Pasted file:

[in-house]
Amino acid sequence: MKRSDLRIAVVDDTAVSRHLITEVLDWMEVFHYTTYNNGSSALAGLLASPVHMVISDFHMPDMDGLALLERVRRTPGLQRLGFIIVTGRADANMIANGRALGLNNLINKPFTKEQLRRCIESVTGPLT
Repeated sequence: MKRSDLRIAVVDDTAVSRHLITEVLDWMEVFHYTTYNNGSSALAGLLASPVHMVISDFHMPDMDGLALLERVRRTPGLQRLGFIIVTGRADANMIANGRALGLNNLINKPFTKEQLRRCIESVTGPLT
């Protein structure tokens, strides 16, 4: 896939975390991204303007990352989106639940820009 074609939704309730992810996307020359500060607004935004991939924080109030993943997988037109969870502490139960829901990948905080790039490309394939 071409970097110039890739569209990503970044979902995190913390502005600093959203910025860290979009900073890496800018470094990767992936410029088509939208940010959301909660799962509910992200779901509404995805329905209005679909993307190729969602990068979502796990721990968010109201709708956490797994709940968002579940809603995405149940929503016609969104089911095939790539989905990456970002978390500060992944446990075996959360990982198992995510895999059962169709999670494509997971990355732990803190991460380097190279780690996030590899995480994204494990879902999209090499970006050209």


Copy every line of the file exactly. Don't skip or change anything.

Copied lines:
[in-house]
Amino acid sequence: MKRSDLRIAVVDDTAVSRHLITEVLDWMEVFHYTTYNNGSSALAGLLASPVHMVISDFHMPDMDGLALLERVRRTPGLQRLGFIIVTGRADANMIANGRALGLNNLINKPFTKEQLRRCIESVTGPLT
Repeated sequence: MKRSDLRIAVVDDTAVSRHLITEVLDWMEVFHYTTYNNGSSALAGLLASPVHMVISDFHMPDMDGLALLERVRRTPGLQRLGFIIVTGRADANMIANGRALGLNNLINKPFTKEQLRRCIESVTGPLT
């Protein structure tokens, strides 16, 4: 896939975390991204303007990352989106639940820009 074609939704309730992810996307020359500060607004935004991939924080109030993943997988037109969870502490139960829901990948905080790039490309394939 071409970097110039890739569209990503970044979902995190913390502005600093959203910025860290979009900073890496800018470094990767992936410029088509939208940010959301909660799962509910992200779901509404995805329905209005679909993307190729969602990068979502796990721990968010109201709708956490797994709940968002579940809603995405149940929503016609969104089911095939790539989905990456970002978390500060992944446990075996959360990982198992995510895999059962169709999670494509997971990355732990803190991460380097190279780690996030590899995480994204494990879902999209090499970006050209």